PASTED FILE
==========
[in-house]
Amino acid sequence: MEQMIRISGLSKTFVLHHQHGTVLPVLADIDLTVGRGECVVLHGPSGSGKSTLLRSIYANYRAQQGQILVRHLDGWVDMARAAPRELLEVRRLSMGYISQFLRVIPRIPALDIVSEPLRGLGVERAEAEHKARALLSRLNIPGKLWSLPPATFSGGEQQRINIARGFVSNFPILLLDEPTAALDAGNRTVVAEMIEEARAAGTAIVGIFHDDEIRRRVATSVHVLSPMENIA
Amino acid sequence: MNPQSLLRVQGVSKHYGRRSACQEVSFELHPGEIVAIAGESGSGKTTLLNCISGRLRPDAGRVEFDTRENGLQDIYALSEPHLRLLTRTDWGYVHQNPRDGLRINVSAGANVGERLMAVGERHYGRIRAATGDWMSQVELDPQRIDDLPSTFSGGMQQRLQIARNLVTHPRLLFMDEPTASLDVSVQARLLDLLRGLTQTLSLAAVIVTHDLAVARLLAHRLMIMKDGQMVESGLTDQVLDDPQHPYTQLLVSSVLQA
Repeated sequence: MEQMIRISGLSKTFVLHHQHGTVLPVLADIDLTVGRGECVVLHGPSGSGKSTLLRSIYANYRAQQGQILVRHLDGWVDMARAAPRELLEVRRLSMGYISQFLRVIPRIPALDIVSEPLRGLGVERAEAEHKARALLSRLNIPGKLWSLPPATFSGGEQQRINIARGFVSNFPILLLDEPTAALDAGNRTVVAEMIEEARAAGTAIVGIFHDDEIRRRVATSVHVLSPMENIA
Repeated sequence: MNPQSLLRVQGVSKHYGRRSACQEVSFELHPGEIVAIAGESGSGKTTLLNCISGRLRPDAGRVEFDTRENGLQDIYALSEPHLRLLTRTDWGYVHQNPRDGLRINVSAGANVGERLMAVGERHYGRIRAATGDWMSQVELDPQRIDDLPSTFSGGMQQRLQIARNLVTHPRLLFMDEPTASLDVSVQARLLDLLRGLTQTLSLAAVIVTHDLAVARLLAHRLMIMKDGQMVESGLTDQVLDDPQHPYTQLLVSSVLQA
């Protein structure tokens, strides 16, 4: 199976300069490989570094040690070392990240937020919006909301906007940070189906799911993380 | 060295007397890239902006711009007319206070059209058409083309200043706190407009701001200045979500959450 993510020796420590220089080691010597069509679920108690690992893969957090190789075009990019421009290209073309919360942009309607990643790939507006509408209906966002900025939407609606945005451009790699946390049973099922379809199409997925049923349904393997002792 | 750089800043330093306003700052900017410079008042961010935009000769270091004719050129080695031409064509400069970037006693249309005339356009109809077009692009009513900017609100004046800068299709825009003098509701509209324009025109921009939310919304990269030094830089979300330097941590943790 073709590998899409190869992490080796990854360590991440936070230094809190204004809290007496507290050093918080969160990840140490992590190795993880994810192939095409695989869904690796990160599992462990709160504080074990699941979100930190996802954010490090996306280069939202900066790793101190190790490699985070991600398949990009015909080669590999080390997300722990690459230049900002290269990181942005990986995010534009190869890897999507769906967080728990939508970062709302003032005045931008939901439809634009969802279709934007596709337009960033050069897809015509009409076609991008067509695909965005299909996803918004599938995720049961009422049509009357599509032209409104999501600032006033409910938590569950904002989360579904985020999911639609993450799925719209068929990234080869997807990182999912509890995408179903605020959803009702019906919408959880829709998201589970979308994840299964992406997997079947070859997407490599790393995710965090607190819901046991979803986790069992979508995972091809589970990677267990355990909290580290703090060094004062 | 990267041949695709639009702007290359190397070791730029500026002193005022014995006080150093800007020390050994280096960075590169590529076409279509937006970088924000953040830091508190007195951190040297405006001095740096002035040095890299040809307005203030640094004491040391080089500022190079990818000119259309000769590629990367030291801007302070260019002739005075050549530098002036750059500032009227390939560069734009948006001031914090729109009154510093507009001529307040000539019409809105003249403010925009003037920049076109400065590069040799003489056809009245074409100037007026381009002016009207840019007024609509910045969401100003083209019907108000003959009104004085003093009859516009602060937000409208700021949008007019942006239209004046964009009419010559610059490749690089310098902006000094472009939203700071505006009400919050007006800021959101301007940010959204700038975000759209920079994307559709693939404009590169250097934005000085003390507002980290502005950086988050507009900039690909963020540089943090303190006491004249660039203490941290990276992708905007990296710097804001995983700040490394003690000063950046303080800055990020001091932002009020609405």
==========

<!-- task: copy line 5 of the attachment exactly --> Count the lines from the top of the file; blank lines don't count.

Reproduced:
Repeated sequence: MNPQSLLRVQGVSKHYGRRSACQEVSFELHPGEIVAIAGESGSGKTTLLNCISGRLRPDAGRVEFDTRENGLQDIYALSEPHLRLLTRTDWGYVHQNPRDGLRINVSAGANVGERLMAVGERHYGRIRAATGDWMSQVELDPQRIDDLPSTFSGGMQQRLQIARNLVTHPRLLFMDEPTASLDVSVQARLLDLLRGLTQTLSLAAVIVTHDLAVARLLAHRLMIMKDGQMVESGLTDQVLDDPQHPYTQLLVSSVLQA